Poultry farm entitled to payments after bald eagle attacks
FSA appeals division rules that White Oak Pastures is due compensation for loss and destruction of 160,000 chickens resulting in $2.2 million in losses.
Photo courtesy of Backlight Photography
It has been determined that Georgia-based organic operation White Oak Pastures is entitled to compensation for the loss and destruction of its poultry due to bald eagle attacks, according to a ruling from the National Appeals Division (NAD) of the U.S. Department of Agriculture's Farm Service Agency (FSA).
White Oak Pastures is a multi-generation, 3,200-acre farm located in Bluffton, Ga. To date, White Oak Pastures estimates that bald eagles have destroyed nearly 160,000 chickens, resulting in more than $2.2 million in losses. The decision followed years of disputes between the farm and FSA, the organization responsible for compensating producers and farmers under the Livestock Indemnity Program (LIP). The NAD ruling determined that FSA failed to follow its own rules for compensating farmers in its previous denials of White Oak Pastures' claims and that FSA's decision to deny benefits was erroneous.
"The ruling is a win not just for us but for all small farms everywhere. At White Oak Pastures, we are committed to animal welfare, regenerative farming and empowering and supporting our local economy," White Oak Pastures owner and fifth-generation rancher Will Harris said. "To survive at a time when conventional producers dominate the market, independent ranchers rely on equitable treatment by laws often written for big agricultural operations."
In 2010, White Oak Pastures expanded its production business to include pasture-raised, organic chickens, and by 2012, the farm had approximately 100,000 chickens, turkeys, guinea hens and ducks on open pastures and raised in a humane, sustainable and open environment. Only a few years later, nearly 80 bald eagles, protected by federal law, roosted in trees on the property and preyed on and destroyed nearly 30% of the farm's organic chickens. After numerous unsuccessful efforts to divert the bald eagles from the poultry areas -- ranging from use of noise machines to tarps -- White Oak Pastures approached FSA regarding the poultry losses and applied for LIP benefits.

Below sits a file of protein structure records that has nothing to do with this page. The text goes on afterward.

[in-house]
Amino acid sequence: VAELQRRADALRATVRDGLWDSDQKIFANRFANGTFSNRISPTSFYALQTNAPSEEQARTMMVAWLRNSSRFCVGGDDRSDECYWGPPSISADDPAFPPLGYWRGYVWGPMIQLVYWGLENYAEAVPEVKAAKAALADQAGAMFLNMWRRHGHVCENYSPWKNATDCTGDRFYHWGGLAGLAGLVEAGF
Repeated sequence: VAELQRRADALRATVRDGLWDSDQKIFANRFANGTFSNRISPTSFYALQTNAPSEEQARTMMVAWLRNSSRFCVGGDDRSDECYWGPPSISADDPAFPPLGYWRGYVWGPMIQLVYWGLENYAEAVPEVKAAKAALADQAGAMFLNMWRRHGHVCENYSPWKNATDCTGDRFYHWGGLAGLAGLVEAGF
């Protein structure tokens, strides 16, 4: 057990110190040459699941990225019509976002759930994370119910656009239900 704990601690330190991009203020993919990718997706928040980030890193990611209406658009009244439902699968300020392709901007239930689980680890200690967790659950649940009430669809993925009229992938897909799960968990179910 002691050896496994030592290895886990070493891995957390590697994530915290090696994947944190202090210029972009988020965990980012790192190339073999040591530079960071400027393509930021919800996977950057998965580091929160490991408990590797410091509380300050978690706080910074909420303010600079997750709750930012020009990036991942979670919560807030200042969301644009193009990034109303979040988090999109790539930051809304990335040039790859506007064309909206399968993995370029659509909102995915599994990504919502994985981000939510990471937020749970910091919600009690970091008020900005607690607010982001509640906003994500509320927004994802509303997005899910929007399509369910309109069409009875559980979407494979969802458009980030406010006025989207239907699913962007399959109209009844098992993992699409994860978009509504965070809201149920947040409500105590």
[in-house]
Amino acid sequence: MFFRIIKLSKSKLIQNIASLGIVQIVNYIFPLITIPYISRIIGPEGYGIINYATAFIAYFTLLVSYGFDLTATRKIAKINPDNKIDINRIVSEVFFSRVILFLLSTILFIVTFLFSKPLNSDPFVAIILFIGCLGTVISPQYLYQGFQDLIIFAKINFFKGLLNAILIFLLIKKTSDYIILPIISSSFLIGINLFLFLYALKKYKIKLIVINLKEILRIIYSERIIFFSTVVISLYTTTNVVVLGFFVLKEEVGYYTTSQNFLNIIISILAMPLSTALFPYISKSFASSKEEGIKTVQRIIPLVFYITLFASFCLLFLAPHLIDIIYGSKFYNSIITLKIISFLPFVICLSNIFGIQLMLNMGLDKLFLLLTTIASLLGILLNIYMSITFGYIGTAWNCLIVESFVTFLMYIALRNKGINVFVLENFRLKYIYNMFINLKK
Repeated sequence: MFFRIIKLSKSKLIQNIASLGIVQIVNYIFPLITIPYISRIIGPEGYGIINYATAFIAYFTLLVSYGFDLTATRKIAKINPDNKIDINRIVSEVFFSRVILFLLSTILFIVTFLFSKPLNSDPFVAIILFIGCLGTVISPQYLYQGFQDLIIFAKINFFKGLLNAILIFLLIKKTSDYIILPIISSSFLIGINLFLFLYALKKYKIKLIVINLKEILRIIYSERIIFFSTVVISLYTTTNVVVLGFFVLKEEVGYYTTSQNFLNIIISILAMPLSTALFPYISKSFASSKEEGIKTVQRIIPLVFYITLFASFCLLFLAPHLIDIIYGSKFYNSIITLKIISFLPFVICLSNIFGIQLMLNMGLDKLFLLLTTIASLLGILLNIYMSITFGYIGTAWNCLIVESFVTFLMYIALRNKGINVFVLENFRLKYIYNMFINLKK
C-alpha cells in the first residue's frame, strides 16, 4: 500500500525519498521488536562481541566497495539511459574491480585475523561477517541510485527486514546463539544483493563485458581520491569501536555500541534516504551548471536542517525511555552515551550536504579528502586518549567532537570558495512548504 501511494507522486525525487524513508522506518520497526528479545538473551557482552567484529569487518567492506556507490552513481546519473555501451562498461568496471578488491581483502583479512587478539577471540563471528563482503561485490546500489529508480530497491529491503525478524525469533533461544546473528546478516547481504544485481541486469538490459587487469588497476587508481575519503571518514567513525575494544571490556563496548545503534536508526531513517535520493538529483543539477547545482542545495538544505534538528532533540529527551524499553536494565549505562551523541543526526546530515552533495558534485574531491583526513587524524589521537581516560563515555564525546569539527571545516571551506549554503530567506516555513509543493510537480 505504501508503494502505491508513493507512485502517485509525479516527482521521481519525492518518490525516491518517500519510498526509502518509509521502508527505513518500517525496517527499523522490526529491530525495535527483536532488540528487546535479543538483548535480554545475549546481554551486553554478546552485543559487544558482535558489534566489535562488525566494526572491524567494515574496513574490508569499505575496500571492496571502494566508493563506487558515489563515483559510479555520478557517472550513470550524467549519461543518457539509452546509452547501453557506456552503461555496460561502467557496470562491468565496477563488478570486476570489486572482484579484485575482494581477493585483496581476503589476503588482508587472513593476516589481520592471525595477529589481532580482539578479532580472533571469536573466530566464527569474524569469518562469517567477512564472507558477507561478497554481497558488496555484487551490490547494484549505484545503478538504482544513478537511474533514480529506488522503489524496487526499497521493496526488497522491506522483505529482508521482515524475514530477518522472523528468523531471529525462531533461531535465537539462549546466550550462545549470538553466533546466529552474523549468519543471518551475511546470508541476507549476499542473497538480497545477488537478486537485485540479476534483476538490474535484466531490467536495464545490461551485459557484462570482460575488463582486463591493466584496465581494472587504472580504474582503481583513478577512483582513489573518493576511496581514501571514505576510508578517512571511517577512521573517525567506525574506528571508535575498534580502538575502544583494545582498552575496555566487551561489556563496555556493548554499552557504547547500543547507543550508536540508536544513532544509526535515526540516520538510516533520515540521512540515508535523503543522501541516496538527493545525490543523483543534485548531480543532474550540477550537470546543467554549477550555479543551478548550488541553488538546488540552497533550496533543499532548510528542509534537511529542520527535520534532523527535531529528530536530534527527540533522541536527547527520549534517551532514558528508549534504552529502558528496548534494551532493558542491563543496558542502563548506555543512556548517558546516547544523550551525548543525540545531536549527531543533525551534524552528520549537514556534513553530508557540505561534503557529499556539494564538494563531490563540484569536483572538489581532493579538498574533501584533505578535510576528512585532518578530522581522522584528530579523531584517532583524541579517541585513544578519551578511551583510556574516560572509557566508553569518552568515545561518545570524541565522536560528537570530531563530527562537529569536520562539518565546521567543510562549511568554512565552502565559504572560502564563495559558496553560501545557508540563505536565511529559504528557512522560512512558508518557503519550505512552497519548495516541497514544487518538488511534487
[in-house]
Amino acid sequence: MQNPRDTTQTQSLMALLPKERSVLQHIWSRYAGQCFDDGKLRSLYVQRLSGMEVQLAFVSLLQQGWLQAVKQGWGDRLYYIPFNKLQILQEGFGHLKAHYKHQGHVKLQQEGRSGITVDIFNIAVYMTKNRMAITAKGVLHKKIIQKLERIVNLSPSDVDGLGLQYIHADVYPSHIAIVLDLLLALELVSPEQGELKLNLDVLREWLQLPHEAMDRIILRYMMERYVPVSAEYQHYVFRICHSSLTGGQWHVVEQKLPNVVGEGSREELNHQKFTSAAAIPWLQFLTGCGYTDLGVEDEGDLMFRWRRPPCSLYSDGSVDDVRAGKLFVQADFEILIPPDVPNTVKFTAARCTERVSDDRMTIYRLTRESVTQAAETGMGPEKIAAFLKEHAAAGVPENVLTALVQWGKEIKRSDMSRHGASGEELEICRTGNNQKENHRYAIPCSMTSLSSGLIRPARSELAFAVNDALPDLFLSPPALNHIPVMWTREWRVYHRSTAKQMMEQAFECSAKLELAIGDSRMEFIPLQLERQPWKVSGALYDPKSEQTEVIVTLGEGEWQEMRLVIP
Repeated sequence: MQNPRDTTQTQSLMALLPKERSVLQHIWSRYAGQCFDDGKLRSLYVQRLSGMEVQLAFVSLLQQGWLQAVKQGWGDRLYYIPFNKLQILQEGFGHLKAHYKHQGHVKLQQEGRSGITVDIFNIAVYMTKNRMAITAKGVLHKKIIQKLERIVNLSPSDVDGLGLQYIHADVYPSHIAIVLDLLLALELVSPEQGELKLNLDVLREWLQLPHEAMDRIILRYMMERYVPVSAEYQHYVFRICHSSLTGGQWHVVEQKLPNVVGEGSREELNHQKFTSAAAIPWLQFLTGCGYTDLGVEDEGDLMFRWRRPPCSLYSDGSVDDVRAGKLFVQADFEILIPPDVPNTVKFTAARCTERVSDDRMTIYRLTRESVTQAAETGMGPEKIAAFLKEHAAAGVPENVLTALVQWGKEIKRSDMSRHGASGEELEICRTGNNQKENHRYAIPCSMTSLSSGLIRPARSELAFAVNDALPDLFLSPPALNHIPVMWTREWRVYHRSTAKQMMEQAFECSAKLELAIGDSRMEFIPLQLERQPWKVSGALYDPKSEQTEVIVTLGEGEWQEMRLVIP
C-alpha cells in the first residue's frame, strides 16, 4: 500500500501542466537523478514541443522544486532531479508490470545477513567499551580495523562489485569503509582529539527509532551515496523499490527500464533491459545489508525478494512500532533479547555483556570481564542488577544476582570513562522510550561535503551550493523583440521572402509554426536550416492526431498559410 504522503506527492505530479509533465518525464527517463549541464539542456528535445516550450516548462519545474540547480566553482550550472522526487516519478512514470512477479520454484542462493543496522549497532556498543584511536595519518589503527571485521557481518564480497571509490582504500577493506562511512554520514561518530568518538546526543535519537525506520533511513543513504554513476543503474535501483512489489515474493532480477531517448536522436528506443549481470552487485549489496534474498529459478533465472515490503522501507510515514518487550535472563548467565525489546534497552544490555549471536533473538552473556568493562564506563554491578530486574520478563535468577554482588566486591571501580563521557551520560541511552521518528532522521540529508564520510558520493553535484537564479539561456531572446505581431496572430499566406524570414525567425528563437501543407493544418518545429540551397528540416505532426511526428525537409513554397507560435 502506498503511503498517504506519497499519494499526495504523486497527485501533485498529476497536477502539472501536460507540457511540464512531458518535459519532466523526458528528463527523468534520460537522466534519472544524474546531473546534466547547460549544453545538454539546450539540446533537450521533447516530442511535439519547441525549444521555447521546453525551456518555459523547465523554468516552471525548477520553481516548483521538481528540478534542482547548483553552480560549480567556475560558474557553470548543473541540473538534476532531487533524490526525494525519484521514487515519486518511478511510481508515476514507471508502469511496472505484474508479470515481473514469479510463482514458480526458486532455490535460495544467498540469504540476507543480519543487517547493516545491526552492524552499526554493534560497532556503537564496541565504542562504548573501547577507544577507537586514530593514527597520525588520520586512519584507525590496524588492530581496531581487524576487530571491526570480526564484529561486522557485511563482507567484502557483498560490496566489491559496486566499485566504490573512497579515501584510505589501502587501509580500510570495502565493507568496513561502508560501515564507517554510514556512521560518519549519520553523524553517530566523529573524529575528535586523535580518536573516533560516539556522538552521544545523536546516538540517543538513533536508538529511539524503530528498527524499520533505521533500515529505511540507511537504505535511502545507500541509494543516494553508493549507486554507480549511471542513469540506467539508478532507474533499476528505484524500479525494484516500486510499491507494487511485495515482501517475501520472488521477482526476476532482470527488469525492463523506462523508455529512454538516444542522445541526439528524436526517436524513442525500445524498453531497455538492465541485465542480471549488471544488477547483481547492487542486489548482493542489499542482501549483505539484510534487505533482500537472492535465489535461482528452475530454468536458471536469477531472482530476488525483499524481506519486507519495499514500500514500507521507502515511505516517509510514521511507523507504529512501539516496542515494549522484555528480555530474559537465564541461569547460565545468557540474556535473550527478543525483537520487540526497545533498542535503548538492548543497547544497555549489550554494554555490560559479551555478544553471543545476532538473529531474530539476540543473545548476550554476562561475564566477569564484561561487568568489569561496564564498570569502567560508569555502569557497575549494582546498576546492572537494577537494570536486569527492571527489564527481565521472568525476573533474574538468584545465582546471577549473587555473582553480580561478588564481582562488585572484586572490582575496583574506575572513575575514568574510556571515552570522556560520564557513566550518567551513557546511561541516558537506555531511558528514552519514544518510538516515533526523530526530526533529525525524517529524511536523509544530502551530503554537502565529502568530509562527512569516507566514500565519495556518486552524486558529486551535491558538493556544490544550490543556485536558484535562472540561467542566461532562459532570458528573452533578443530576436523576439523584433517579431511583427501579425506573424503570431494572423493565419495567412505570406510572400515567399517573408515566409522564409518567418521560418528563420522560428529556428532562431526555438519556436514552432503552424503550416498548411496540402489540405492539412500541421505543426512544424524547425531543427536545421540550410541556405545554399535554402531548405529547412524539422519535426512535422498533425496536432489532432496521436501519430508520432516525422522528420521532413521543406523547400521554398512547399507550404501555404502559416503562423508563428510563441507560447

White Oak Pastures' efforts to obtain benefits and compensation specifically set aside by FSA for such livestock death and destruction by federally protected species hit many roadblocks, and in 2017, FSA denied White Oak Pastures' LIP claims. FSA claimed that the farm failed to prove that its livestock losses occurred as a direct result of avian attacks, despite intensive documentation, confirmation from biologists and video and photographic evidence to the contrary.
White Oak Pastures then appealed FSA's decision with the NAD. Following an extended period of appeals from both FSA and White Oak Pastures, the NAD ruled in the farm's favor. The NAD ruled that FSA acted improperly when it denied White Oak Pastures' request for compensation and that the request for proof was inconsistent with the program regulations, resulting in an "erroneous" decision.
"We are extremely grateful that the National Appeals Division ruled in our favor and recognized our right to fair compensation for our losses," said Harris, who shifted the farm’s focus to raising free-range, organic livestock, including cattle, hogs, goats, turkeys, geese, ducks sheep and rabbits. "We are proud to be a working farm committed to doing what is right for the land and our animals and appreciate the recognition that the FSA acted improperly when it denied our claims."
With the ruling issued on Aug. 21, 2018, FSA is ordered by the NAD to work with White Oak Pastures to resolve the claims and issue a new decision.
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